Aimed at giving students an understanding of the role of an RSC Director in the rehearsal room, this day will give students a chance to experience the techniques and approaches used by leading contemporary Directors. Working with these insights and exercises, students will gain a deeper understanding of Shakespeare’s language and meaning.

Working with members of the RSC Literary and Education departments, students will go through the process of beginning to write a first draft of a new piece of work, leading to a starting script at the end of the day.

FIND INSPIRATION ONLINE Inspired by the RSC rehearsal process, offers a range of free online resources designed to support you in offering active and practical approaches to learning. · · · · ·

Explore our online Shakespeare Resource Bank, featuring images, videos, teachers’ packs and theme pages on a range of Shakespeare plays Watch our free online performances, including I, Cinna:The Poet and First Encounter King Lear Find resources to help students gain their Shakespeare Challenge Arts Award Discover Write Here, Write Now With Matilda, an online resource created to accompany our production of Matilda The Musical Learn more about the life of William Shakespeare 9


THE TEMPEST Shakespeare’s beautiful play of love and magic is specially edited for an audience of children with autism. Ideal for: 8-16 year olds who are on the autistic spectrum Venue: The Other Place, at The Courtyard Theatre Date: 24 June – 4 July 2014 Cost: £5 per person How to book: Call the RSC Ticket Hotline: 0844 800 1114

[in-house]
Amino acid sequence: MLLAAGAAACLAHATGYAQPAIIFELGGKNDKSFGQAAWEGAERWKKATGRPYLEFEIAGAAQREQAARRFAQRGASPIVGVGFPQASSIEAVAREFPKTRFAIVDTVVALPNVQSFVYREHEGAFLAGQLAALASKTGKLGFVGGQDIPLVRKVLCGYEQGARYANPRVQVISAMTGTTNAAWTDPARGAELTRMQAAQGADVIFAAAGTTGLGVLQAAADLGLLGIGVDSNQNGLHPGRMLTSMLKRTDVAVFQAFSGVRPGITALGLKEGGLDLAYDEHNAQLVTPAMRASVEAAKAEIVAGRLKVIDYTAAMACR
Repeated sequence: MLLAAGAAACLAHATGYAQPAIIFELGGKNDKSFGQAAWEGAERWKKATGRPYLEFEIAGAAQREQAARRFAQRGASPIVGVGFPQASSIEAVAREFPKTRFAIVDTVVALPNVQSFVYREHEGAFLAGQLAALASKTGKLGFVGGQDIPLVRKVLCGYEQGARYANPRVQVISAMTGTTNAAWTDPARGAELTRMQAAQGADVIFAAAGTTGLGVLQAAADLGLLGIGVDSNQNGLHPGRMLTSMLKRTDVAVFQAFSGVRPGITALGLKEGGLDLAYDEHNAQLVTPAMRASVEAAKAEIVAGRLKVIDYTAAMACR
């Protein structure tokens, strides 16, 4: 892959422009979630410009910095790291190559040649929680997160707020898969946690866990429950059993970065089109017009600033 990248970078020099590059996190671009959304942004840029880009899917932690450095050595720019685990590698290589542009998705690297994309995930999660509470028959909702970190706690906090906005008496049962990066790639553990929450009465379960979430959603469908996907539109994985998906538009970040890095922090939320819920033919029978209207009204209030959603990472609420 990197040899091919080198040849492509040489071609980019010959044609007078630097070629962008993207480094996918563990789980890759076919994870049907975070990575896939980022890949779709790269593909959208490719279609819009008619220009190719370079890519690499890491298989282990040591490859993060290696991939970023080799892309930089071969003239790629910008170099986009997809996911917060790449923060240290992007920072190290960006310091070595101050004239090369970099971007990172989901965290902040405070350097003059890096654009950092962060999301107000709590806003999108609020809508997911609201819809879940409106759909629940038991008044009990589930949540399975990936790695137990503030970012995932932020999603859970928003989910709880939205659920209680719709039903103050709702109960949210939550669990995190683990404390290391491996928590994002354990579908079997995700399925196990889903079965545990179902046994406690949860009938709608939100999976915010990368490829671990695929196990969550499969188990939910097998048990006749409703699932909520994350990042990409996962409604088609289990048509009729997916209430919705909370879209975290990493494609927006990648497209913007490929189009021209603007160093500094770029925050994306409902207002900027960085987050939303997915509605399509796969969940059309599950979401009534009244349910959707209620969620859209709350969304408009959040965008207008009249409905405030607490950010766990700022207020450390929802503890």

THE TEMPEST TEACHERS’ INSET DAY This course has been devised for teachers who are bringing their students to The Tempest. The session, led by Kelly Hunter, will give you the opportunity to learn the essential games of The Hunter Heartbeat Method on which this production of The Tempest is based. The methodology uses the themes of Shakespeare to combat the communicative blocks of autism. These games can be played by actors, teachers and parents with children with autism no matter where they are on the spectrum. There will also be time for a Q&A session with Kelly.

SUMMER SCHOOL Now in its 67th year, this celebrated week-long course offers participants insights into Henry IV Part I, The White Devil, The Two Gentlemen of Verona and The Roaring Girl and their context with talks and lectures by actors, Directors and leading academics. The RSC Summer School is delivered in collaboration with The Shakespeare Institute, which is also the venue for the week.

Ideal for: Teachers who are bringing their students to a performance of The Tempest

Ideal for: Any teachers looking to gain a greater insight into the plays and the work of the RSC

Venue: Room 2, The Clore Learning Centre, Stratford-upon-Avon

Venue: The Shakespeare Institute, Stratford-upon-Avon

Date: 27 June 2014 1.30pm – 5pm Cost: £50 per person How to book: Call the RSC Education Ticket Hotline 0844 800 1113